Half Term. Striking fear into parents.
Nothing causes palpitations and the cold hand of fear to strike within me (and I’m presuming most parents) more than the dreaded half-term.
In theory it’s an opportunity to spend quality time with your children but in reality it’s a live game show mix of The Running Man, Battle Royale, The Truman Show and Ground Hog Day. Without a prize at the end.
As a parent the only choice in the matter (if you have to take time off work) is the battleground……….
Advantages. Everything you need. Familiar. You can threaten the kids with bed. Potentially cheaper.
Disadvantages. The kids don’t want to be there. You spend a week tidying up. Everyone goes stir crazy. Day trips. I want. I want. I want. I want. The kids ignore your every word for a week.
Advantages. It’s a welcome break for everyone (yeah right). It’s an adventure.
Disadvantages. Expense. Stress. Packing. Travelling. I want. I want. I want. I want. The kids ignore your every word for a week.
The Reality of Choice.
To cut a long story short one set of Grandparents have retired and spend the summer months chugging around on their barge. I see this as dereliction of duty when we need childcare the most but on the other hand it does provide the opportunity for confining 4 adults, 2 children and a dog in a 58ft long metal tube that’s designed to sleep 2.
It’s basically a mix of all the disadvantages of above, with none of the benefits and the added danger of water. Because every relaxing holiday has a constant element of danger.
Packing, the build up and travelling.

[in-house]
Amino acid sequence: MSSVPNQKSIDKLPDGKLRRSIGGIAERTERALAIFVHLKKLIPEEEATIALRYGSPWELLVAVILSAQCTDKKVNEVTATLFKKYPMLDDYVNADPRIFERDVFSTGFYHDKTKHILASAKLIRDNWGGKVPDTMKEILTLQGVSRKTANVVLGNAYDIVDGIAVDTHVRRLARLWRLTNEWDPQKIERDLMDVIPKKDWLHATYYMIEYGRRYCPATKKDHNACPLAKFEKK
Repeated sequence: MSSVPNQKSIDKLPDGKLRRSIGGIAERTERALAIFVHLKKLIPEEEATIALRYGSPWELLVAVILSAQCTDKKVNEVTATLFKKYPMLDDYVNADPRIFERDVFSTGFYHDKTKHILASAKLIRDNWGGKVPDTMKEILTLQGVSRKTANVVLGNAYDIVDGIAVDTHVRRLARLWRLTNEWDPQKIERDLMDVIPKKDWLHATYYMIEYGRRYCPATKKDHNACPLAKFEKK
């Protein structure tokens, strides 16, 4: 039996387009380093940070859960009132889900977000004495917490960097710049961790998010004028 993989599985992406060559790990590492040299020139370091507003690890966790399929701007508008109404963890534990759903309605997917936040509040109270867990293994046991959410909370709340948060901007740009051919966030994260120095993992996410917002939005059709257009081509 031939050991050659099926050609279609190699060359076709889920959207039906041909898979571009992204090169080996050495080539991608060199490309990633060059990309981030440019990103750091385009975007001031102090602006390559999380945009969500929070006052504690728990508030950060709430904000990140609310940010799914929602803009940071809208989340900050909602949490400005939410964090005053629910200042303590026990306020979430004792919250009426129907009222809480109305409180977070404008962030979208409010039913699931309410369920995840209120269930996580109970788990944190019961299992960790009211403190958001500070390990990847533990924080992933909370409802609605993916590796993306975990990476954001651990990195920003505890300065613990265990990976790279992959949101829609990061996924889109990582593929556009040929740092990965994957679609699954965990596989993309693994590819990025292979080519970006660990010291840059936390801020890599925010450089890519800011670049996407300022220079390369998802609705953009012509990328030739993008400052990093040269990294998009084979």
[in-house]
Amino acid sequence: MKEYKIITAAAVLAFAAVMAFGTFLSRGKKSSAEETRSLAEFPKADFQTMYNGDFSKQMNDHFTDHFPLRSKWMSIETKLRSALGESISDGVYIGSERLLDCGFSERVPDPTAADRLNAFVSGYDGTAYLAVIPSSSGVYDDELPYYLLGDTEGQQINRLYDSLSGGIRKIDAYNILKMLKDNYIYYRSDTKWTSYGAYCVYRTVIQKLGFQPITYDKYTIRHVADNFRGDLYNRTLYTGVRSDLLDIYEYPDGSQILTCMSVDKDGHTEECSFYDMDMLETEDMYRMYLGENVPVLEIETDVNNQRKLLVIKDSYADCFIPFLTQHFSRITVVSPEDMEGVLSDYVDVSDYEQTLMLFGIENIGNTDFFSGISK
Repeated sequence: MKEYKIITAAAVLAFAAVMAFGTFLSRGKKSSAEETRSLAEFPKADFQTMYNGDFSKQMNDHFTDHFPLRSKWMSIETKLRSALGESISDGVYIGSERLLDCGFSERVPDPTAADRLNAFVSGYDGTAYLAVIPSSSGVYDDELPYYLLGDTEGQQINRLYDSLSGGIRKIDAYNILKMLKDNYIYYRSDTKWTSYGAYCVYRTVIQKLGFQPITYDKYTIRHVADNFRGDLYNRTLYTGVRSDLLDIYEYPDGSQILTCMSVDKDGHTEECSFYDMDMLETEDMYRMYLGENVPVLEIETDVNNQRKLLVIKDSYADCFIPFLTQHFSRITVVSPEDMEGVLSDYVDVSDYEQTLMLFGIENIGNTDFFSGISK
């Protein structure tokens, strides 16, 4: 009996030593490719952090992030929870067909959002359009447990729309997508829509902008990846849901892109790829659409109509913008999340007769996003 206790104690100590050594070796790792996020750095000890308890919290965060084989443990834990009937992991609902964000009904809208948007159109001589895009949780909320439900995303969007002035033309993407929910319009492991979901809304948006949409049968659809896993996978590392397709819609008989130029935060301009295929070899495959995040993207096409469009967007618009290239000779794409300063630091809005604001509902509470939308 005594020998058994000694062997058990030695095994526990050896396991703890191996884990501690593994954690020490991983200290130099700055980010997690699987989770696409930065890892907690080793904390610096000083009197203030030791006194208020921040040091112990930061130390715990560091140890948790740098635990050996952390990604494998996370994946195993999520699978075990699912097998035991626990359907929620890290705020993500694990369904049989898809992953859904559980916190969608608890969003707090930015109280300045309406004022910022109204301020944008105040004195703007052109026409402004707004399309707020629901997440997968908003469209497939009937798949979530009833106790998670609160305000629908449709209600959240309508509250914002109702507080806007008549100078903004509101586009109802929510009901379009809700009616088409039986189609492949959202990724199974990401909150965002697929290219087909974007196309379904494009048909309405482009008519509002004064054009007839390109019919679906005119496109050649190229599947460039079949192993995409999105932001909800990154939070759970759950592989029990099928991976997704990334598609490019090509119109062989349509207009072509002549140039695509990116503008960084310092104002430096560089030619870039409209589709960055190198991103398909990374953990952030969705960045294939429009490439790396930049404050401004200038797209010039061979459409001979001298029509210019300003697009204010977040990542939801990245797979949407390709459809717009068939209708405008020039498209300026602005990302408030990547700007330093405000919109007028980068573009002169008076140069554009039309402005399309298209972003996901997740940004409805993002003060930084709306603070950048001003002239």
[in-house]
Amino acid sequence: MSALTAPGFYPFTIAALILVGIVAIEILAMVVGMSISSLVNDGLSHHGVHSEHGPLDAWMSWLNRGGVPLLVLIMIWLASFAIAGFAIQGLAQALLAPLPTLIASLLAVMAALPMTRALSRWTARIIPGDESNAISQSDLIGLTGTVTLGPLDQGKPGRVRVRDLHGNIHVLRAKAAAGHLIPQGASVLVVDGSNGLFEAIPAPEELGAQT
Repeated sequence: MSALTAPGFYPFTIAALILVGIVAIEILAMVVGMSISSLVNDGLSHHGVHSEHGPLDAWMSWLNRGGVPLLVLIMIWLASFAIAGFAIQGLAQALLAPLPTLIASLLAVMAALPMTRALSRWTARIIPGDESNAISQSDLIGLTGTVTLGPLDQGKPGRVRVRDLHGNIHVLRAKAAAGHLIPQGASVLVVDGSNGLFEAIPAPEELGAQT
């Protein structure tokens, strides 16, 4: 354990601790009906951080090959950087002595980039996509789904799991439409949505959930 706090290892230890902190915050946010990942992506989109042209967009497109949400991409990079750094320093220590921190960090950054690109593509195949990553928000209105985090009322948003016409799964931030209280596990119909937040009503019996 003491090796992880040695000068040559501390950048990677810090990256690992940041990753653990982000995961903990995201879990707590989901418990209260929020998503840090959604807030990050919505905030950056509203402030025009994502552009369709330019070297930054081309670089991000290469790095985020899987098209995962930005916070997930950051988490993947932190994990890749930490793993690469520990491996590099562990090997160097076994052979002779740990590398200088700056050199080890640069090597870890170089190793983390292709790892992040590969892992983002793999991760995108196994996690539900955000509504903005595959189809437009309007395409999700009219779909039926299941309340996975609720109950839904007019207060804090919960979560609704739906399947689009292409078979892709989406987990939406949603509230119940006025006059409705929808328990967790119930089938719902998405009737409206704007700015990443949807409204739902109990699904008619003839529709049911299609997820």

As half term approached JoJo and Jackson (yes that’s still happening see previous blog post) took it upon themselves to dig out their snorkels and wear them constantly. I’m not sure what they were expecting on a barge but if scuba training is required then we’re in trouble.
Anyway, it appears Snorkel Wrestling is now a new sport.
You give up many things as a parent……and one of them, when it comes to packing for holidays, is clothing. Especially when you’re meant to be travelling light.
Travelling light with kids basically means you take everything they could ever wear, want, need or require and you end up with the clothes on your back, a change of jeans (if you’re lucky) and the mantra that ‘I can always buy something if I desperately need it’ running through your head.
In a harsh moment of reality it turns out that Edie’s favourite doll (Millie) has taken more clothes than I have.
Of course the key element to any road trip (especially when you have to drive 200 miles) is an early start. By some amazing miracle the car was packed the night before, the surviving Guinea Pig and the dog had been shipped out and the car (despite travelling light) had been packed to the rafters and was ready to go.
I actually think my favourite part of holidays is packing the car. It’s the only bit I have any control over and the sense of satisfaction in getting everything perfectly loaded is pretty high. It has to be under the parcel shelf however. That’s the rule.
The car journey to Windsor was the usual mixture of sleep, screaming, boredom, music, singing, questions, answers, more questions, less answers and a refuelling stop for all of us. Let the spending commence.
It also gave Ted the opportunity to basically do what small children do after being in a car for 2 hours.
Join me and the crazy gang for the next installment of Half Term Madness. Did we survive the barge trip?